This week, President Obama made several recess appointments to the National Labor Relations Board and the Consumer Financial Protection Bureau. But here’s the catch: The Senate was in session, not in recess. As Heritage’s Todd Gaziano and Edwin Meese argue, President Obama’s unilateral determination that the Senate’s pro forma sessions were not real undermines the separation of powers.
This is the opportunity to remember what the separation of powers is and why it matters.
The principle of separation of powers states that the executive, legislative, and judiciary powers of government should be divided into different branches and not concentrated in one. These departments should be separate and distinct because of the corrupting nature of power. If the body that made the laws could also enforce them and adjudicate disputes, it would likely do so in a preferential manner, undermining the rule of law and basic fairness. Power, in other words, must be checked, or it will be abused. In the Federalist Papers, James Madison calls the combination of legislative, executive, and judicial powers “the very definition of tyranny.”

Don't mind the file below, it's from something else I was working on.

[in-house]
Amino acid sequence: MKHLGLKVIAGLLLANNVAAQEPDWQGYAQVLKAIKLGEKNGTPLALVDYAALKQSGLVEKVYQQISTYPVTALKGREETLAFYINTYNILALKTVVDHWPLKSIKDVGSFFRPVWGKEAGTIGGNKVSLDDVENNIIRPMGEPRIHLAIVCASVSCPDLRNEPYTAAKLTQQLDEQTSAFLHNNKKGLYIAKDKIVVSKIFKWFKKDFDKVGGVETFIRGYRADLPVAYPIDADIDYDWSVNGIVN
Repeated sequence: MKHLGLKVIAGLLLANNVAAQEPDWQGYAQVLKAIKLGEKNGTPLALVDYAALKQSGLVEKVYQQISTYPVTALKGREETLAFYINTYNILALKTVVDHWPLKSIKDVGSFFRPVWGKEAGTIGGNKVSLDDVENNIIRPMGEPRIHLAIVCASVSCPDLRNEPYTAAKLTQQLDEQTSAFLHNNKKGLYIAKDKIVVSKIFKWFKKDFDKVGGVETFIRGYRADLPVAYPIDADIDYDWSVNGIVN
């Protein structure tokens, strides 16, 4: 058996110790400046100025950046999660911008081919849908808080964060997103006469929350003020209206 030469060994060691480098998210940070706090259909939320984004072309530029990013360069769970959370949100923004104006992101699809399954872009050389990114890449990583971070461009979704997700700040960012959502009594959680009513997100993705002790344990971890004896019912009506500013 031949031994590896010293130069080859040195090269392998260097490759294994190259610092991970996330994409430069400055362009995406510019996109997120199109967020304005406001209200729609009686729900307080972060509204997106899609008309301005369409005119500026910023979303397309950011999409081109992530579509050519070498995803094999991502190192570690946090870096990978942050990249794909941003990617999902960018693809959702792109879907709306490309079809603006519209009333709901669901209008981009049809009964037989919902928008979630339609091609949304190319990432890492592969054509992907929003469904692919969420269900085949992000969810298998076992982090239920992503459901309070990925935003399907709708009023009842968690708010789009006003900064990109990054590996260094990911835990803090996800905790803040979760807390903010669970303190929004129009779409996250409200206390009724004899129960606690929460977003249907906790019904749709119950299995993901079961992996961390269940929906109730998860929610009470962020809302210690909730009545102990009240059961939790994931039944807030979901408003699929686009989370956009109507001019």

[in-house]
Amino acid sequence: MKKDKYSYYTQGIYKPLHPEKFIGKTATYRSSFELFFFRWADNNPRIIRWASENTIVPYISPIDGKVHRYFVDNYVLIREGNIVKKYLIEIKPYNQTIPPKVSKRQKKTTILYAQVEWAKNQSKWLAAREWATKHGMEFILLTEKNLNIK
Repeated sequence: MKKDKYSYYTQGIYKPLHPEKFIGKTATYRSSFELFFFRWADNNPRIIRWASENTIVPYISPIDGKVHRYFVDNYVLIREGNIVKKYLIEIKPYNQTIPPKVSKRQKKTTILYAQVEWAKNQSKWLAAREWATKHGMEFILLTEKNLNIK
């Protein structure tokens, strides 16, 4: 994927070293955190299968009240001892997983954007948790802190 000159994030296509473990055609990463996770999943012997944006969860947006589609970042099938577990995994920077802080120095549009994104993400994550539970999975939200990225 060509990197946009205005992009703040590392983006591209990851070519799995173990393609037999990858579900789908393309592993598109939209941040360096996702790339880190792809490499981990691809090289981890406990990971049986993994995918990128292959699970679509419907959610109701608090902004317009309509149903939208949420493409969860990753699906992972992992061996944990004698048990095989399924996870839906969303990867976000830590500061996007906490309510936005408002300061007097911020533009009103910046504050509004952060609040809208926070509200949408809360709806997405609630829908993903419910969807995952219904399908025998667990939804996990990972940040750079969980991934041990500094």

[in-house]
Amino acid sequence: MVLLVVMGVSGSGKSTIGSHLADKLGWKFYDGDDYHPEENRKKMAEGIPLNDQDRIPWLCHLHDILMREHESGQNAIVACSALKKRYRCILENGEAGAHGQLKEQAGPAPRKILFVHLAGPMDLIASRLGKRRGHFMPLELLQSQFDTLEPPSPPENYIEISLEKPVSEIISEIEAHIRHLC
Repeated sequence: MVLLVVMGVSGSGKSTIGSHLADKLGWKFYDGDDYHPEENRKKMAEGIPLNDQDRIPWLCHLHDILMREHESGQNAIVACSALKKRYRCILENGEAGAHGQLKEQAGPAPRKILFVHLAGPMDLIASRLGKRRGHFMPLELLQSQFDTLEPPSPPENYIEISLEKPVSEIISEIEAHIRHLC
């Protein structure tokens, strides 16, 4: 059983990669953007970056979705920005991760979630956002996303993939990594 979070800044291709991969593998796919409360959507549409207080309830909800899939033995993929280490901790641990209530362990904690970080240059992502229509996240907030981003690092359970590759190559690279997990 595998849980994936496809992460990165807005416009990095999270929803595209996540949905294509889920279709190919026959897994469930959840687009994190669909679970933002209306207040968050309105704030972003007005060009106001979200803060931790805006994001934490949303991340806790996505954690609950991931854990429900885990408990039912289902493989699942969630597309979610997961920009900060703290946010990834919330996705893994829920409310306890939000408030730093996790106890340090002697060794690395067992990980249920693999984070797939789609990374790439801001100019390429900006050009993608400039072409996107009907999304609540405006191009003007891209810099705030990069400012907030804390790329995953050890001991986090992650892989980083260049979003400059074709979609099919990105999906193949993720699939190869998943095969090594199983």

The Framers did not think that merely separating powers on paper would do the trick. The Constitution gives each branch of government some powers over the others to permit it to resist encroachments. For instance, the veto power gives the President a check on Congress. The Constitution therefore not only divides power but also sets it against itself, thereby creating a dynamism within the workings of government that uses the interests and incentives of those in government to enforce constitutional limits.
The separation of powers doctrine also intends to improve the energy and efficiency of government by allowing each branch to specialize, in effect, in order to fulfill its unique function.
This question was reprinted from the new First Principles page at Heritage.org. For more answers to frequently asked questions, visit http://www.heritage.org/Initiatives/First-Principles/basics.